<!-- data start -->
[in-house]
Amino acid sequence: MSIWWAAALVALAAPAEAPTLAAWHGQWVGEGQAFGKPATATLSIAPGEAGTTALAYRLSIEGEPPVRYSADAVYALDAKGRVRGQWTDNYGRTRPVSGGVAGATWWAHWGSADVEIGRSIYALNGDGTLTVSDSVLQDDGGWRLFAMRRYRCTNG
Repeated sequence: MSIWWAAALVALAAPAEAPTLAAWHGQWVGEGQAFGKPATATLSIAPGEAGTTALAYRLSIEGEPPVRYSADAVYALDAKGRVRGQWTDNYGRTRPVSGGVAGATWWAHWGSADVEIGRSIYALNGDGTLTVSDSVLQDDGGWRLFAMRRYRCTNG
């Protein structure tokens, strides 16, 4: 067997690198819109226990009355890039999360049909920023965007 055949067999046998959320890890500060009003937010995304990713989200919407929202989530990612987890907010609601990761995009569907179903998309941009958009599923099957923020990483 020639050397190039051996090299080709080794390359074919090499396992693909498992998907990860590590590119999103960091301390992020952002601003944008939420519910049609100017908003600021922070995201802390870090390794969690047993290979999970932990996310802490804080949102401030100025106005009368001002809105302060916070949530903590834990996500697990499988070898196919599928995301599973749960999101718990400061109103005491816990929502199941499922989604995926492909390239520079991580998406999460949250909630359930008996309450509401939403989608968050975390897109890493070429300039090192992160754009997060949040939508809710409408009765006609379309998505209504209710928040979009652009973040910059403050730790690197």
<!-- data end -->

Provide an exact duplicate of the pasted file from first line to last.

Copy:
[in-house]
Amino acid sequence: MSIWWAAALVALAAPAEAPTLAAWHGQWVGEGQAFGKPATATLSIAPGEAGTTALAYRLSIEGEPPVRYSADAVYALDAKGRVRGQWTDNYGRTRPVSGGVAGATWWAHWGSADVEIGRSIYALNGDGTLTVSDSVLQDDGGWRLFAMRRYRCTNG
Repeated sequence: MSIWWAAALVALAAPAEAPTLAAWHGQWVGEGQAFGKPATATLSIAPGEAGTTALAYRLSIEGEPPVRYSADAVYALDAKGRVRGQWTDNYGRTRPVSGGVAGATWWAHWGSADVEIGRSIYALNGDGTLTVSDSVLQDDGGWRLFAMRRYRCTNG
């Protein structure tokens, strides 16, 4: 067997690198819109226990009355890039999360049909920023965007 055949067999046998959320890890500060009003937010995304990713989200919407929202989530990612987890907010609601990761995009569907179903998309941009958009599923099957923020990483 020639050397190039051996090299080709080794390359074919090499396992693909498992998907990860590590590119999103960091301390992020952002601003944008939420519910049609100017908003600021922070995201802390870090390794969690047993290979999970932990996310802490804080949102401030100025106005009368001002809105302060916070949530903590834990996500697990499988070898196919599928995301599973749960999101718990400061109103005491816990929502199941499922989604995926492909390239520079991580998406999460949250909630359930008996309450509401939403989608968050975390897109890493070429300039090192992160754009997060949040939508809710409408009765006609379309998505209504209710928040979009652009973040910059403050730790690197």